I'm back from a mini blog vacation which was prompted by the death of my computer, a not so loved, but necessary companion. Forgive me if I'm a bit rusty. And cranky. To light a fire under my muse, I perused J.K. Rowling's site yesterday afternoon.
I'm a Potter freak and even though I admire literary fiction, I don't apologize for this digression. I'm married to a sci-fi/fantasy geek who read the Harry Potter books as soon as they hit library shelves. In between he plugged his ears and eyes, so previews wouldn't contaminate his experience. I enjoyed the movies with him but I had no interest in reading the books. Until the writing bug bit me and the first novel out of my head was a middle grade fantasy.
Then I studied Rowling's books cover to cover, all 4195 (U.S.) pages. I noted immediately the issues that critics scoffed at: Opening on a scene absent the protaganist or any character near the targeted reader's age (more than a century has passed since Dumbledore was a teen!), swerving point of views and all that telling/not showing. None of that mattered. By the end of page one, I was gripped by the story and remained so to the last page of book seven.
How did Rowling do it? What is it about her story that struck a chord with millions, young and old? For me it starts with her characters. Harry, Ron and Hermione are relatable, likable kids. They're not super good-looking or cool and they use ordinary assets to battle evil: Knowledge, courage, and determination. Rowling infuses their dialogue with wit and humor, even during the darkest moments. After Harry and his buds tackle a troll, Rowling delivers comic relief when a flustered Professor McGonagall awards their school house ten points for "sheer dumb luck."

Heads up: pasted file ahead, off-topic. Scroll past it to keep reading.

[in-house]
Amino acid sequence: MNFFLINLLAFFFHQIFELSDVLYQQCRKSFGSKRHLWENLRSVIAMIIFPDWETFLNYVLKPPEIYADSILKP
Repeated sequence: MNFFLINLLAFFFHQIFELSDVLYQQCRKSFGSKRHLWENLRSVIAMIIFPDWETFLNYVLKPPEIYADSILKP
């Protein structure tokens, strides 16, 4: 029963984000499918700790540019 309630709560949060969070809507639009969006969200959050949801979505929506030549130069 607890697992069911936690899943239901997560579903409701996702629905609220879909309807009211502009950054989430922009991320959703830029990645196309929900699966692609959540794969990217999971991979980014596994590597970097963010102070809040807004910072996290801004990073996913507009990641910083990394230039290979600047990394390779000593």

Hogwarts' staff . . . Dumbledore, Hagrid, McGonagall and Snape are equally charming (yes, I called Snape charming!). Not only did I root for Harry and his pals, but I hoped for Snape's vindication. Because Rowling's characters are not one-sided. Snape is a complicated mixture of loyal Hogwarts' professor and former Deatheater. The wise and powerful Dumbledore puts Harry in danger and often leaves him to deal with it alone. Even the contemptuous Dudley Dursley is redeemed in the end when he shows respect and concern for Harry. Readers recognize themselves in these flawed characters and celebrate their victory over wrong.
Next week: The World Rowling Built
I write middle grade and young adult books with a magical twist, and I'm represented by the fabulous Leslie Zampetti at Open Book Literary.
Lorin Oberweger - Freelance Editor